Proctor & Gamble has been getting a lot of press after the recent announcement that the company is going to divest up to 100 brands in order to focus more closely on its core offerings. CEO Alan Lafley said the move would retain the approximately 80 brands that generate 95 percent of the profits, “reliably creat[ing] more value.” It’s a purely product-centric point of view: identify what is most profitable and cull the rest. And in the range of voices discussing this decidedly bold move, no one is questioning whether it is best for P&G to view its brand portfolio solely through a product-centric lens.

That silence is interesting, considering that it could be a tragic mistake.

In fact, it could represent the early stages of what’s been termed a “profitable-product death spiral.” The idea originates from Driving Customer Equity, a book that I use in my online Wharton Executive Education program, Strategic Value of Customer Relationships. Authors Roland Rust, Valarie Zeithaml and Kay Lemon provide a detailed example of a grocery retailer that cut some products because they weren’t profitable. As a result, the retailer lost some valuable customers who liked those products. That, in turn, caused demand for other products to decrease, so those were cut, resulting in more lost customers.  This downward spiral continued until the retailer went out of business. While P&G might argue the retail example doesn’t apply to manufacturing, the parallels are striking, and it’s a lesson the company needs to consider carefully. P&G seems poised to make the same kind of attractive, short-term decisions that can become incredibly damaging in the long run.

Alan "A.G." Lafley, chairman of the board, president and CEO, P&G

Alan “A.G.” Lafley, chairman of the board, president and CEO, P&G

It’s also interesting to note that the product-centric logic behind the impending brand cuts is not the logic manufacturers like P&G use when they’re trying to get retailers to stock their products. They often tell retailers some version of, “We just did a market basket analysis and found that consumers who buy product X tend to be the most profitable consumers for you.” In contrast, however, there’s no evidence that manufacturers use that same logic to decide which products to get rid of. The inconsistency in their approach to selling versus dropping products is remarkable.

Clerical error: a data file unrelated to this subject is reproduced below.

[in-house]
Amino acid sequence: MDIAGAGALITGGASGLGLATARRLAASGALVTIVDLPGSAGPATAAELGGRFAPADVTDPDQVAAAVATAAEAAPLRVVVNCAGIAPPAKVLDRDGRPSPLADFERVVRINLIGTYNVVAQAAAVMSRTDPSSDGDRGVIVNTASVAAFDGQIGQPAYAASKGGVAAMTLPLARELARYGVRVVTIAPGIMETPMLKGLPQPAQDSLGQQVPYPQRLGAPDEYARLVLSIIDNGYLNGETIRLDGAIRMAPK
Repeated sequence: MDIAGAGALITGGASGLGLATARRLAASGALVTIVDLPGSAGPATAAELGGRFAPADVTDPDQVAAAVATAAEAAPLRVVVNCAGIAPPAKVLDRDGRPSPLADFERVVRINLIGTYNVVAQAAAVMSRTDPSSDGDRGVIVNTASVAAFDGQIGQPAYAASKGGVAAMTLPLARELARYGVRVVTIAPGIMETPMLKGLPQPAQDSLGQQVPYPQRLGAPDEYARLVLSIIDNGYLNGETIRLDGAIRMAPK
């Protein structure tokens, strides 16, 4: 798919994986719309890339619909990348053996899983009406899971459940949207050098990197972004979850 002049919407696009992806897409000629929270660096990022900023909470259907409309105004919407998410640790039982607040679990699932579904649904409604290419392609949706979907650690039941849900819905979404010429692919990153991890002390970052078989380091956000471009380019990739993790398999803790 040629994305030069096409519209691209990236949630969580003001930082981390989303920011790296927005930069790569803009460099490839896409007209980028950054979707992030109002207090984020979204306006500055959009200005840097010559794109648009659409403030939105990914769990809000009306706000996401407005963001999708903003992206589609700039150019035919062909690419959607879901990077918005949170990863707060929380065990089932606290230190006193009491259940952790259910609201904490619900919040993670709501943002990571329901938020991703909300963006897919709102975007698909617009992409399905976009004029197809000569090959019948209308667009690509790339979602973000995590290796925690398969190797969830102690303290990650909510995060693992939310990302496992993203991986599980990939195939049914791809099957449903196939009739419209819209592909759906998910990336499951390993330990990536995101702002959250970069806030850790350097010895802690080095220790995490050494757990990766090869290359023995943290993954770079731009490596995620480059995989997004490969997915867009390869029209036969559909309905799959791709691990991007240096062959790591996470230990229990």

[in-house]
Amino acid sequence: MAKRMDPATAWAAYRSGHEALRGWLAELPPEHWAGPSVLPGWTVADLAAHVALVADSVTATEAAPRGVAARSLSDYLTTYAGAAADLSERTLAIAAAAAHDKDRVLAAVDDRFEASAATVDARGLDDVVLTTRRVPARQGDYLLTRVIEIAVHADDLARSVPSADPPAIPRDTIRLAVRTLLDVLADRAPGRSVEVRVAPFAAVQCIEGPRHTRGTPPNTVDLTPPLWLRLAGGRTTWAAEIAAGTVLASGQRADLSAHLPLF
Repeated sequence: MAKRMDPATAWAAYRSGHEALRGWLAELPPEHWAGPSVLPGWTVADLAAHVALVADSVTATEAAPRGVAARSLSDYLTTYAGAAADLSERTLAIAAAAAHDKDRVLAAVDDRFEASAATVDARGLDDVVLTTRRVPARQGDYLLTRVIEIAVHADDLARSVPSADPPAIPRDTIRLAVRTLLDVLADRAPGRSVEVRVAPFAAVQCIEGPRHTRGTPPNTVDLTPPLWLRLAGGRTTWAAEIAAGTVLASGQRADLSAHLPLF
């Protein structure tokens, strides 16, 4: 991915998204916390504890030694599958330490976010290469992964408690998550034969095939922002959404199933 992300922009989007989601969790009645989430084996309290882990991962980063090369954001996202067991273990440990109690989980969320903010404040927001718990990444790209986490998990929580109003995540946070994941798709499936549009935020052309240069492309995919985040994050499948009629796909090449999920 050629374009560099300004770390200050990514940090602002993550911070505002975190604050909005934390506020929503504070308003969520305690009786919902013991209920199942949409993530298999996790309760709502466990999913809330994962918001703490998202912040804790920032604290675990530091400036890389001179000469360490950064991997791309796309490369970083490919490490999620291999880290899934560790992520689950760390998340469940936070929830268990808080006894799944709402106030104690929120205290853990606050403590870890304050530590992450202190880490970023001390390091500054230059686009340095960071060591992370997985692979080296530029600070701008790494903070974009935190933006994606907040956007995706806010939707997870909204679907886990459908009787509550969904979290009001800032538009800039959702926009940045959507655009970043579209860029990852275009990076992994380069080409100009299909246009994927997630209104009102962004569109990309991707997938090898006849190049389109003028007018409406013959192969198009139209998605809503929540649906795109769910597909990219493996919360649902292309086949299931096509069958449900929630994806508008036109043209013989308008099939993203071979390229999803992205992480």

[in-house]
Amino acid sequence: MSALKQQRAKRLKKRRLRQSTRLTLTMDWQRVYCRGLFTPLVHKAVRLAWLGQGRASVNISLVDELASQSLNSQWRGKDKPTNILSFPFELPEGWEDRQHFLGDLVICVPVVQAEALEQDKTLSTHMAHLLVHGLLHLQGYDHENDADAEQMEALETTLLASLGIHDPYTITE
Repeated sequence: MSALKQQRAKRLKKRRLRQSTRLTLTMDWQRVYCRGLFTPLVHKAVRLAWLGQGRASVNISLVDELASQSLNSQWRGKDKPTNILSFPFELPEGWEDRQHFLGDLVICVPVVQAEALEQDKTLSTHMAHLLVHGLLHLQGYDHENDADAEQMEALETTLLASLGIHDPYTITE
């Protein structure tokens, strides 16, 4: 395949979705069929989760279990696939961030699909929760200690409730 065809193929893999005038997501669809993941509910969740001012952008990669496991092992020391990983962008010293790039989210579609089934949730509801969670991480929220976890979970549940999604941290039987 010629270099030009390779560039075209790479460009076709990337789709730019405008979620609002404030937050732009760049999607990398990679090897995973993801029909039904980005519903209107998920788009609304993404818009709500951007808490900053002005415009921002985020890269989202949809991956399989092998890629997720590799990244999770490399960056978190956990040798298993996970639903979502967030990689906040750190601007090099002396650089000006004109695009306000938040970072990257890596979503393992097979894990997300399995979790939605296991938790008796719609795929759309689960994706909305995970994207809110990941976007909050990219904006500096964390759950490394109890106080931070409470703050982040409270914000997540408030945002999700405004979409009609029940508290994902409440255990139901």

So what should P&G do? First, the company needs to recognize that it is operating under the faulty assumption that products generate profits. In reality, profits come from long-term customer relationships, and products work together to build and strengthen those relationships. Instead of focusing on its most profitable products, P&G should be looking at its most profitable customers—and ensuring that product-pruning decisions don’t impact these customers very much.

A lot of people are seeing P&G’s move as one of desperation—it seems to indicate that the company is in serious trouble. But it’s actually something companies should do more routinely—as long as they’re using the right criteria to make this kind of decision. Some of the products P&G will cut could very well be genuine “loss leaders,” but if they help to attract and retain the right consumers, they might have enormous value despite the lack of profitability they might have on their own. That’s value that P&G doesn’t seem to fully recognize, and thus it risks losing it—and much more in the long run.